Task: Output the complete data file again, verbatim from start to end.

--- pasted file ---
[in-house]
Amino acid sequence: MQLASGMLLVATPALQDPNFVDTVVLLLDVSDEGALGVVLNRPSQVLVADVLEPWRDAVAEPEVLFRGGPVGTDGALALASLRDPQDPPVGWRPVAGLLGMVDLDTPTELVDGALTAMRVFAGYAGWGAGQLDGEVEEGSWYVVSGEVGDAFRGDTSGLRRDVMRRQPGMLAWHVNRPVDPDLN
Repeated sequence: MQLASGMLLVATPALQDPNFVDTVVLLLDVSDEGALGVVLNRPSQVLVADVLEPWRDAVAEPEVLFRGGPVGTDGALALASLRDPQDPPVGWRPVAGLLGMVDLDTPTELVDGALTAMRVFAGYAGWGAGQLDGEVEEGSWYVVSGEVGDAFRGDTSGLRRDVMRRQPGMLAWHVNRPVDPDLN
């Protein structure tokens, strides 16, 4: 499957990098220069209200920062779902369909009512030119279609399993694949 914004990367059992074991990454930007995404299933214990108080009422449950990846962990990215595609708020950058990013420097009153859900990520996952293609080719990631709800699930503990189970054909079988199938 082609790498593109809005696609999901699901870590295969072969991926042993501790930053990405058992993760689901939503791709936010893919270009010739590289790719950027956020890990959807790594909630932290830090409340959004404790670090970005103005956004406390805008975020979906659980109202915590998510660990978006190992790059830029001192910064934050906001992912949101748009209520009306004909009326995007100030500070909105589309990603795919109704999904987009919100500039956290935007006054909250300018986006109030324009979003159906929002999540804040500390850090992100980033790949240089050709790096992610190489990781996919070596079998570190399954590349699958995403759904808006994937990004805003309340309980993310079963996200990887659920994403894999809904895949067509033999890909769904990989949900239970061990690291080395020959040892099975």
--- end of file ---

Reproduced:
[in-house]
Amino acid sequence: MQLASGMLLVATPALQDPNFVDTVVLLLDVSDEGALGVVLNRPSQVLVADVLEPWRDAVAEPEVLFRGGPVGTDGALALASLRDPQDPPVGWRPVAGLLGMVDLDTPTELVDGALTAMRVFAGYAGWGAGQLDGEVEEGSWYVVSGEVGDAFRGDTSGLRRDVMRRQPGMLAWHVNRPVDPDLN
Repeated sequence: MQLASGMLLVATPALQDPNFVDTVVLLLDVSDEGALGVVLNRPSQVLVADVLEPWRDAVAEPEVLFRGGPVGTDGALALASLRDPQDPPVGWRPVAGLLGMVDLDTPTELVDGALTAMRVFAGYAGWGAGQLDGEVEEGSWYVVSGEVGDAFRGDTSGLRRDVMRRQPGMLAWHVNRPVDPDLN
């Protein structure tokens, strides 16, 4: 499957990098220069209200920062779902369909009512030119279609399993694949 914004990367059992074991990454930007995404299933214990108080009422449950990846962990990215595609708020950058990013420097009153859900990520996952293609080719990631709800699930503990189970054909079988199938 082609790498593109809005696609999901699901870590295969072969991926042993501790930053990405058992993760689901939503791709936010893919270009010739590289790719950027956020890990959807790594909630932290830090409340959004404790670090970005103005956004406390805008975020979906659980109202915590998510660990978006190992790059830029001192910064934050906001992912949101748009209520009306004909009326995007100030500070909105589309990603795919109704999904987009919100500039956290935007006054909250300018986006109030324009979003159906929002999540804040500390850090992100980033790949240089050709790096992610190489990781996919070596079998570190399954590349699958995403759904808006994937990004805003309340309980993310079963996200990887659920994403894999809904895949067509033999890909769904990989949900239970061990690291080395020959040892099975």